Only quite late on in the evening, somewhere between Bryan Ferry's plaintive whistle in "Jealous Guy" and the longed-for intro to "Virginia Plain", is Roxy Music's O2 audience roused to something like excitement. It's clearly a huge relief to Ferry, but it's the band's own fault: with as elegantly innovative a back catalogue as Roxy's, this should have been a torrent of exuberant memories, but for substantial portions of the set the longueurs are alleviated only by the consistently exciting guitar work of Phil Manzanera, as the band leads us around some of the less sparkling corners of their history. It's like going through a photo album and finding several of the most important snapshots missing: where are "Ladytron", "Both Ends Burning", "Dance Away", "Pyjamarama"?
A dash through "Street Life" gives the show some early pep, the lamé-clad go-go dancers frugging for all they're worth on raised podia behind the band, but the set soon bogs down in a few too many undistinguished numbers before "In Every Dream Home a Heartache" reminds us of how eerily individual and sonically revolutionary they once were. A love-song to a blow-up sex-doll, this was a daringly evocative expression of alienation when first released into a 1970s musical landscape dominated by disco, metal and country-rock; but tonight it sounds just as out of place among the later, besuited Roxy material, confirming how swiftly the band headed towards the mainstream following Eno's departure.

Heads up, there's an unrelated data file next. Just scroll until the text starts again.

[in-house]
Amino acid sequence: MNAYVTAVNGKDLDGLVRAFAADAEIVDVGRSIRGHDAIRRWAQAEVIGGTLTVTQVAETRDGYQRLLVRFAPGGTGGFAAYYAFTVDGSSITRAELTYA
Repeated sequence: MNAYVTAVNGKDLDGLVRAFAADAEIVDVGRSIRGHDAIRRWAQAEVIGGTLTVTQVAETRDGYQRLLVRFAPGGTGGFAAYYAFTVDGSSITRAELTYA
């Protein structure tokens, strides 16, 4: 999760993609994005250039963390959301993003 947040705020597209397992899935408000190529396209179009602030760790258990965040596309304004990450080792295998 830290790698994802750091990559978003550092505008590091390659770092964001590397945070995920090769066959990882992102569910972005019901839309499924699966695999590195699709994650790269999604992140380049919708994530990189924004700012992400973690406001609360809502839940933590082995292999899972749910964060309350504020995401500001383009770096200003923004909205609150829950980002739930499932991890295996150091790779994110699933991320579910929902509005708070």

Clad in suits of understated elegance, the band are largely immobile save for the occasional flourish from Manzanera or reedsman Andy Mackay; by default, one's attention focuses on the giant backdrops on which elements of the live performance are ingeniously incorporated into lavish montages evocative of the individual songs: old Western maps and moustachioed cowboys for "Prairie Rose", New York night-time cityscape and Hollywood icons for "To Turn You On", and Turner-esque naval turmoil for a cover of Neil Young's "Like a Hurricane". A similar montage of still-life canvases, however, simply brings home how static the music sounds. But with their own visages colour-tinted to match, and smokily blended in among the visual imagery, it's a clever means of disguising the fact that the band members themselves are no oil paintings these days.
Eventually, the set comes good with a home-stretch sprint through "Virginia Plain", "Love is the Drug", "Editions of You" and "Do the Strand", before a lengthy "For Your Pleasure" allows each musician to wave farewell individually, before the house lights are abruptly turned on, pre-empting any calls for an encore. Not that there were many, to be honest.